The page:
I had to do war work. It was very difficult for me as I had my father and three brothers away in the navy and marines. My father and brothers refused to let me go in the forces because they said that I had to stay and look after my mother and two sisters. I wanted to go in the NAAFI but they wouldn’t let me. They said that I had to be there for my mother. So in the end I did war work at Chilmark munitions. I did release bars for aeroplanes and I belted ammunition. I became semi-skilled. We used to sit on the ammunition whilst the enemy were going above! I belted hand grenades and did welding. As we shut the lids of the munitions, we would write messages like “give it to them boys!” and some of us would put our names and addresses in the boxes. Frequently we received letters back from the soldiers.
The only thing I did wrong – very wrong – was the fact we had to be searched for cigarettes. We were searched when we went down and when we went back up. When we went into lunch we found the girls that smoked kept awake. My sister said to me “we have to learn to smoke!” – that was how I started smoking and I wish I hadn’t. I remember working nights and going to the cinema and my head going round because I was trying to smoke. I used to force myself to have a cigarette. We were addicted.
Jock – my boyfriend in the 5th Survey Regiment of the Royal Artillery – was working in Africa and Italy. He came home for VE Day which was spent in Bristol in a pub called the New Inn. We went there and we met the regiment who were based there. We met my husband’s friends. I must have been a bit frivolous because I made eyes at another man in Jock’s regiment! Jock got cross with me and I threw back my engagement ring – on VE Day! By the end of the day we couldn’t be without one another and we made it up and I got the ring back. We were married and grew old together and were very very happy for 57 years so you could say that VE Day was a little blip! Anyway, there were lots of people at the New Inn and we had great fun. We were all really enjoying ourselves.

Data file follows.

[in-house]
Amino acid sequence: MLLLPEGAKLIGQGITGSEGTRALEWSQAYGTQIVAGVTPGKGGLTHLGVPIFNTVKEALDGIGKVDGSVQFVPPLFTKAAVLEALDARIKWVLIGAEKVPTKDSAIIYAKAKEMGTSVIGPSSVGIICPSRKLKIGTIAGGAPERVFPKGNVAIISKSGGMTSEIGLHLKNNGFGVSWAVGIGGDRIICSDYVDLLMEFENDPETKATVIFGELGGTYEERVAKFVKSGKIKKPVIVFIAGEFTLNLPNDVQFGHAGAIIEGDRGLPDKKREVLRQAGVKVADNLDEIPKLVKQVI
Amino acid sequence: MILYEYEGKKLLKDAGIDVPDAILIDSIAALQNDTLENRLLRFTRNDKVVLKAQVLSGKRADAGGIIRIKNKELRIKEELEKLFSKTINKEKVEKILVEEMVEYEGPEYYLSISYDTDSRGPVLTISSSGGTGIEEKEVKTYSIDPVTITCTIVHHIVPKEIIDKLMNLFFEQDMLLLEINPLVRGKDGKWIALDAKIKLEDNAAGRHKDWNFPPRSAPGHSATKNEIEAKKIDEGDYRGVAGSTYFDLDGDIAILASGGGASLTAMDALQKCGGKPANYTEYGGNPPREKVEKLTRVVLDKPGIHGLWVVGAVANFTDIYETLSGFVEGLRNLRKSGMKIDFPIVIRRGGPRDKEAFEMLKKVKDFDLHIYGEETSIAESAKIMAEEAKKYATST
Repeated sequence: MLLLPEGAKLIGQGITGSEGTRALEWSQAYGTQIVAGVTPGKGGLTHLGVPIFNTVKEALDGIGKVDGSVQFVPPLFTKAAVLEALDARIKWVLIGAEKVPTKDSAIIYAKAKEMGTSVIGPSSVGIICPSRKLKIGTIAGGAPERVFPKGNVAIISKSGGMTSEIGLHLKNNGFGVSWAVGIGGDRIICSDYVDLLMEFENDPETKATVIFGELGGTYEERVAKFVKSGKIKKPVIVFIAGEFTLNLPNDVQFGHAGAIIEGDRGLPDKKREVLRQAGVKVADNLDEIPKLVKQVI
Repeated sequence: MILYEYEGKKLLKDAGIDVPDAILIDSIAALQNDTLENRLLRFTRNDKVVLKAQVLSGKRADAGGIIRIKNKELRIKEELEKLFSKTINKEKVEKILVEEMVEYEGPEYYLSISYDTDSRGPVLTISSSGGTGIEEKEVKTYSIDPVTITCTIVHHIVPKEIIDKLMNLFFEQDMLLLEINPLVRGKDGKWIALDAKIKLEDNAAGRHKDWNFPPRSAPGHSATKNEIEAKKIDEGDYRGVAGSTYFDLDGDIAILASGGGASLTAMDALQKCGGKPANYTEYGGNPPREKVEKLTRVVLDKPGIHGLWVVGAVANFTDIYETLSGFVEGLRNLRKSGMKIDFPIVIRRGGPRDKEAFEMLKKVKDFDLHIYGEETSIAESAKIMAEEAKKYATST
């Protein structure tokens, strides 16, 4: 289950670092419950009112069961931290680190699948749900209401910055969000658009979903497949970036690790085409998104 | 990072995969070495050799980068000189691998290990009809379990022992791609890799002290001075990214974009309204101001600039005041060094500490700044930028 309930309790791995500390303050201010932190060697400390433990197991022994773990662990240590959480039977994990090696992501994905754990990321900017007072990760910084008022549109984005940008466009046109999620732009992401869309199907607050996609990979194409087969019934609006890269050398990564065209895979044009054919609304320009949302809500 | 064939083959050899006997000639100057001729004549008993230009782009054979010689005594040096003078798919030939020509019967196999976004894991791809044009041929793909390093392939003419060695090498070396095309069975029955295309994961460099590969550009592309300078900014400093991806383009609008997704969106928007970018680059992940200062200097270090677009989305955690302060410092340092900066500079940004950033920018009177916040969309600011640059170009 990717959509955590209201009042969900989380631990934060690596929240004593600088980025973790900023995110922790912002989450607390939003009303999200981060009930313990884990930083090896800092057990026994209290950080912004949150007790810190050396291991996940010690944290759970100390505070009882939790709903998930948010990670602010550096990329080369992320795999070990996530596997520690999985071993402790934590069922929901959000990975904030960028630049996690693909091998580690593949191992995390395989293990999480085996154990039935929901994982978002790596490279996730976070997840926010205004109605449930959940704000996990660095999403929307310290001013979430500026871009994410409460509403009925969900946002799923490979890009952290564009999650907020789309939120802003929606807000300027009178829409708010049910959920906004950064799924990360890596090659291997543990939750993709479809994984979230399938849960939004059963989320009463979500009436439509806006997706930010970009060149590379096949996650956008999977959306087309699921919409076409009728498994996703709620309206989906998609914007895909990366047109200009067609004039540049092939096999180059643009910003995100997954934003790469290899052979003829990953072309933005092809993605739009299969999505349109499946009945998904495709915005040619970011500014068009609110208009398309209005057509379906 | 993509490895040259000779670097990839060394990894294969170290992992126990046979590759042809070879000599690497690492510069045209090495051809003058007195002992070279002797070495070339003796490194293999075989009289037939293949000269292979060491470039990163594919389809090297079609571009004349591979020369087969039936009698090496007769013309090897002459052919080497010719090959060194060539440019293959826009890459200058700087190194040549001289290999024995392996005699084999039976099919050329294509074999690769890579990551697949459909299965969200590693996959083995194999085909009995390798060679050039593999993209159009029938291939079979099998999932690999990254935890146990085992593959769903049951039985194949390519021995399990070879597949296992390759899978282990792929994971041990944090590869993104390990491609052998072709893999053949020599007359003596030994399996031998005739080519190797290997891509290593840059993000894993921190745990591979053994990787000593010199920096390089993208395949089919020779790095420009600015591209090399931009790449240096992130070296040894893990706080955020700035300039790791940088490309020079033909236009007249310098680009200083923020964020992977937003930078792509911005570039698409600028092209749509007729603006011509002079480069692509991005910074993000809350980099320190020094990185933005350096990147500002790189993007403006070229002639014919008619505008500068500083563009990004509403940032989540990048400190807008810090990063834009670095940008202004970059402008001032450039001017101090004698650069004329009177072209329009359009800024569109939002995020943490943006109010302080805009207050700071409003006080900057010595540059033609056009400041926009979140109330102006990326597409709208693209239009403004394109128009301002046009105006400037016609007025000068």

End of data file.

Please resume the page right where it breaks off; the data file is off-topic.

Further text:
When I heard the announcement that the war had ended I was very pleased but Jock was not released then as he had to stay overseas. He came back for VE Day for a month but then had to go back for another year.
When Jock came home for the month, the people he had worked for before the war (he was in service as a butler) – invited us to stay with them in London at their big house for a week. They took us to see “Gay Rosalinda” which was a musical. We went to see “Me and My Gal” and several other shows. They paid for us and we had a great time.